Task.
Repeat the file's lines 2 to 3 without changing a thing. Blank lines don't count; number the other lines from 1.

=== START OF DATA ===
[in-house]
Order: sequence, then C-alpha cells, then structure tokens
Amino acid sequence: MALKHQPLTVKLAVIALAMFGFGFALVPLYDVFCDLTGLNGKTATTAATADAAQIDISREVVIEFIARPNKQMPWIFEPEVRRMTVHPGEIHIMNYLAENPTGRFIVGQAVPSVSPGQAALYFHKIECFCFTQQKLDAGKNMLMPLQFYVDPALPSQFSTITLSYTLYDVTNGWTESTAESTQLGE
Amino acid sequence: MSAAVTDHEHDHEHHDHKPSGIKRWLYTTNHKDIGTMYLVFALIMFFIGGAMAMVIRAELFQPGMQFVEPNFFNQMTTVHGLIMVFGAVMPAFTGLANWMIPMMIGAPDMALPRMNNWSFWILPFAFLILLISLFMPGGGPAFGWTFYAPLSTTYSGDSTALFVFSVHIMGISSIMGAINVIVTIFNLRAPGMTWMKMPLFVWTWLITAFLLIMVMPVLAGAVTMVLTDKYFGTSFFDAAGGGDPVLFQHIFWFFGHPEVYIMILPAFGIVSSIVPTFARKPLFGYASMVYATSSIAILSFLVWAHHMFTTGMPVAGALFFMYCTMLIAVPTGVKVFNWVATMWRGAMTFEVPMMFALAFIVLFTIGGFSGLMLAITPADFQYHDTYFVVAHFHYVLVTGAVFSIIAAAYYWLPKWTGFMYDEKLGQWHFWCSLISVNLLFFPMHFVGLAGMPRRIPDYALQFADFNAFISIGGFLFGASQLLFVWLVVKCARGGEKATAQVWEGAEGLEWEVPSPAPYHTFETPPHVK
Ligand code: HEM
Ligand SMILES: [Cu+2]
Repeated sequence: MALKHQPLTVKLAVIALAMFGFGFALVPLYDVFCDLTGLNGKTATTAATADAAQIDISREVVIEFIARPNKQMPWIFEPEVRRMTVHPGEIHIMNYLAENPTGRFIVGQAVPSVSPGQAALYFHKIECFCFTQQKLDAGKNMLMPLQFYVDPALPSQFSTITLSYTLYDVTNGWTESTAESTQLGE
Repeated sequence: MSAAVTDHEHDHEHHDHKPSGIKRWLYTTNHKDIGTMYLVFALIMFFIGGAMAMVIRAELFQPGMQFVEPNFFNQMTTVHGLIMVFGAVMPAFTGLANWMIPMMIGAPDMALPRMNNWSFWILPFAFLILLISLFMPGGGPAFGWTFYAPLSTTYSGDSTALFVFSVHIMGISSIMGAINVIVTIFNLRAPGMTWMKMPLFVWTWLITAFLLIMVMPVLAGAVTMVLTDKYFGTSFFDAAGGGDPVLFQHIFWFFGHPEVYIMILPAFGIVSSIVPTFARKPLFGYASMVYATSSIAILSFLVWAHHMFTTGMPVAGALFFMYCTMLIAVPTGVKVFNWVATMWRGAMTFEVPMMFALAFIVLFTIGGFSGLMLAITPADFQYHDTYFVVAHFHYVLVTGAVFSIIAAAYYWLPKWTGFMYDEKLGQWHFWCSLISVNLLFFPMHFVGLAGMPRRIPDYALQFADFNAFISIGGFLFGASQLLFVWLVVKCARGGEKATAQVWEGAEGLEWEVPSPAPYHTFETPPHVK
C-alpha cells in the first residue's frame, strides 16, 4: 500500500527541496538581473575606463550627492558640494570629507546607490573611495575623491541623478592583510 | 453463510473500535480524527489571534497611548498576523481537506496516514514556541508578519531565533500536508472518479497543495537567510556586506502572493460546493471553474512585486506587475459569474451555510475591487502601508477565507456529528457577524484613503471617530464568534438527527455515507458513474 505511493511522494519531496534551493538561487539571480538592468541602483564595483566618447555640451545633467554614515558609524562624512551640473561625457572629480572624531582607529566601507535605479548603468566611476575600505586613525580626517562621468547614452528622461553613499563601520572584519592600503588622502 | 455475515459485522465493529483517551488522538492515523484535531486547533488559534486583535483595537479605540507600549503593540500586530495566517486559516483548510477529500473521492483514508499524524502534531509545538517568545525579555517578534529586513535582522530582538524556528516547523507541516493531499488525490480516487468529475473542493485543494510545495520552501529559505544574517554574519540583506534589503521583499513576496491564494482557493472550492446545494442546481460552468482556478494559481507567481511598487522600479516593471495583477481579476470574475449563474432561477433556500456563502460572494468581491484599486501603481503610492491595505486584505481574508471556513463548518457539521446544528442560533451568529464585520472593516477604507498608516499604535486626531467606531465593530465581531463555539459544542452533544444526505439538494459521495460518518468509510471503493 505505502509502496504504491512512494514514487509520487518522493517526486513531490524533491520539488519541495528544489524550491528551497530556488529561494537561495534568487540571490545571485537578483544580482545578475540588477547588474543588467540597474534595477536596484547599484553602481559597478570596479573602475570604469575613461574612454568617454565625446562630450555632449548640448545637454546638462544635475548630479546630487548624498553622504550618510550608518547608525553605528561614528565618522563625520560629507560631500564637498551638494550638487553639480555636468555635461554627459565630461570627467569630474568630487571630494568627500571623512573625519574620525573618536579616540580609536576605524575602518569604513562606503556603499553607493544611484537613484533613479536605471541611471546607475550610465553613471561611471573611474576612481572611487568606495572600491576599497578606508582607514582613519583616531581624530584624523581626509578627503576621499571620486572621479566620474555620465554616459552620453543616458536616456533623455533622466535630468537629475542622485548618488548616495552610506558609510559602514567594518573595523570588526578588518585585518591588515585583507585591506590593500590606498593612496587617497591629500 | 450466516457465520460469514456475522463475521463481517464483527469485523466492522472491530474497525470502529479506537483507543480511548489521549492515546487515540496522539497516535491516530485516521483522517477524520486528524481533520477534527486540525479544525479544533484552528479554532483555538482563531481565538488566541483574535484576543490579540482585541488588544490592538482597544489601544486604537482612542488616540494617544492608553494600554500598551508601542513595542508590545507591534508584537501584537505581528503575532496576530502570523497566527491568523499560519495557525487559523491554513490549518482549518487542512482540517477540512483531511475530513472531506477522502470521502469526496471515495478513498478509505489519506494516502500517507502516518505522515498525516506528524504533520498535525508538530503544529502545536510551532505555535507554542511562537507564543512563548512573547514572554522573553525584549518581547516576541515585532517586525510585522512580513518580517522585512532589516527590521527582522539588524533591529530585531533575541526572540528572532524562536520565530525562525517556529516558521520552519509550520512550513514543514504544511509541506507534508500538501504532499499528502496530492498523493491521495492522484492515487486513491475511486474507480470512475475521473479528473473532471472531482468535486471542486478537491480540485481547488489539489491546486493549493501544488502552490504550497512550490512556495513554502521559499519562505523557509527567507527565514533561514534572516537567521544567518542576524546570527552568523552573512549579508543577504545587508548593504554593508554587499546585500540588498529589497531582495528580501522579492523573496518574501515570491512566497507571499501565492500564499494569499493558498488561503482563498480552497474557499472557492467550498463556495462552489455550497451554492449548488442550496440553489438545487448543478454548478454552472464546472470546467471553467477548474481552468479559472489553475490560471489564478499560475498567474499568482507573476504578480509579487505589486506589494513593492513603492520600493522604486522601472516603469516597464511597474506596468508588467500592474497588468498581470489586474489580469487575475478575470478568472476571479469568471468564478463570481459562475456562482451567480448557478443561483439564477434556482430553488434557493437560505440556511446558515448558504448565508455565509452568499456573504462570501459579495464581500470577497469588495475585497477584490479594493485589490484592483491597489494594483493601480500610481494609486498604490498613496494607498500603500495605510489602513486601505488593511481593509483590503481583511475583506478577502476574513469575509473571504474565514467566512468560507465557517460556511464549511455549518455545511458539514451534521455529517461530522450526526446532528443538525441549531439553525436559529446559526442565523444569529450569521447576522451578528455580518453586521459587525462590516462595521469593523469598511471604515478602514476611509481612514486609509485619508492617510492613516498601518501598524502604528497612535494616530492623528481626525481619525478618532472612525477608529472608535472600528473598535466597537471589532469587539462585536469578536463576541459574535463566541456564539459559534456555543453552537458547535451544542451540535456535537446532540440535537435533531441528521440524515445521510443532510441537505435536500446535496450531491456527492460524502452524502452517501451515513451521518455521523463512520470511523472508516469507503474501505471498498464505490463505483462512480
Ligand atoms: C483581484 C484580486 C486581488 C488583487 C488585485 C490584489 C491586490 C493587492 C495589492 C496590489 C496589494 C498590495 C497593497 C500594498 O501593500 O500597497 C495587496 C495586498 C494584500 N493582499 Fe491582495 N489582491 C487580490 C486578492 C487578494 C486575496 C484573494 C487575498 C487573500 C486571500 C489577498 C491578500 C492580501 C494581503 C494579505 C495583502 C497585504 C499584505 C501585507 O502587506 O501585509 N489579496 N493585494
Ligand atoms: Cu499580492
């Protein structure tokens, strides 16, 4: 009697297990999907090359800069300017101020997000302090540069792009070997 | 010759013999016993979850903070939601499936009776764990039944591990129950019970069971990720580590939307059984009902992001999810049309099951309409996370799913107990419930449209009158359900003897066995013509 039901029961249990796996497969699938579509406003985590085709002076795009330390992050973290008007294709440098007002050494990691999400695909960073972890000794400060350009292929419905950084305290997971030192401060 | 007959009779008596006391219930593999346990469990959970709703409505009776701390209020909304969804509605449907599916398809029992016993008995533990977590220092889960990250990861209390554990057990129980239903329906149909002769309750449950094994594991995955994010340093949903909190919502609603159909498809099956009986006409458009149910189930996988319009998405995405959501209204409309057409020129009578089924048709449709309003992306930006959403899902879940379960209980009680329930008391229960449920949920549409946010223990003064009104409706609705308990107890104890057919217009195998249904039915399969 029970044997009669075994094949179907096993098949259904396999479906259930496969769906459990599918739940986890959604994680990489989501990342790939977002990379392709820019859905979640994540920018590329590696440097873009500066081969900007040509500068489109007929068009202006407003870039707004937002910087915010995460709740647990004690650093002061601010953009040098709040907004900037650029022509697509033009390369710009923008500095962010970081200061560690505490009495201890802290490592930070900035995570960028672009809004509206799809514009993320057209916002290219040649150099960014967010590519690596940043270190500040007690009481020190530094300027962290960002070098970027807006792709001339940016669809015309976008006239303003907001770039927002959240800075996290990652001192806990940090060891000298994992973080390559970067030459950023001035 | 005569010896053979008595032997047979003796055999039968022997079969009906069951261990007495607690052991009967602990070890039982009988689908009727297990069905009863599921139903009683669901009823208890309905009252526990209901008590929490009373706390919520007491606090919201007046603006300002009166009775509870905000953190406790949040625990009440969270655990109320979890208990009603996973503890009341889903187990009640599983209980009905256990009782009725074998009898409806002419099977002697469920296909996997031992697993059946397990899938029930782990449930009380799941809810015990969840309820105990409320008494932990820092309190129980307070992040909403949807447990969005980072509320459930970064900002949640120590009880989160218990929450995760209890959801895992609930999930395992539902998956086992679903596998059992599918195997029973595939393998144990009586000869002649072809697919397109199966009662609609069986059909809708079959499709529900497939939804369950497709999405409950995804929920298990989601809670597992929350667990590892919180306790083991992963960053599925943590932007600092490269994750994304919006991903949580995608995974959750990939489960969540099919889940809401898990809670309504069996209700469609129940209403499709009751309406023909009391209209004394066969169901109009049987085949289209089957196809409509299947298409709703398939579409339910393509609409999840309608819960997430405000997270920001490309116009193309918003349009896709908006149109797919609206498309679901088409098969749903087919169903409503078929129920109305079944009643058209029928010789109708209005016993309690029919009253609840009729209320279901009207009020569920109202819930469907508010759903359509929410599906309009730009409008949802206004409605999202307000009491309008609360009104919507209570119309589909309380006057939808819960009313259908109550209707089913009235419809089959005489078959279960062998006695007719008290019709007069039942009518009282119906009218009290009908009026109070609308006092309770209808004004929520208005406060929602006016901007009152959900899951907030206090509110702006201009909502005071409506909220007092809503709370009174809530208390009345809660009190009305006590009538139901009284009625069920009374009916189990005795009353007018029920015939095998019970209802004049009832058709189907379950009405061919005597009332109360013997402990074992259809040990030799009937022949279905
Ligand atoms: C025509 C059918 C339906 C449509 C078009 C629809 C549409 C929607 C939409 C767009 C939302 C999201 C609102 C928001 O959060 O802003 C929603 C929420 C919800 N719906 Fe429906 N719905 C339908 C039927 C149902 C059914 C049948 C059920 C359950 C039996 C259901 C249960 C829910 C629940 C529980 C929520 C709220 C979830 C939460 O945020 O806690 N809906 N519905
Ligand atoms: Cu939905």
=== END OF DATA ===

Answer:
Order: sequence, then C-alpha cells, then structure tokens
Amino acid sequence: MALKHQPLTVKLAVIALAMFGFGFALVPLYDVFCDLTGLNGKTATTAATADAAQIDISREVVIEFIARPNKQMPWIFEPEVRRMTVHPGEIHIMNYLAENPTGRFIVGQAVPSVSPGQAALYFHKIECFCFTQQKLDAGKNMLMPLQFYVDPALPSQFSTITLSYTLYDVTNGWTESTAESTQLGE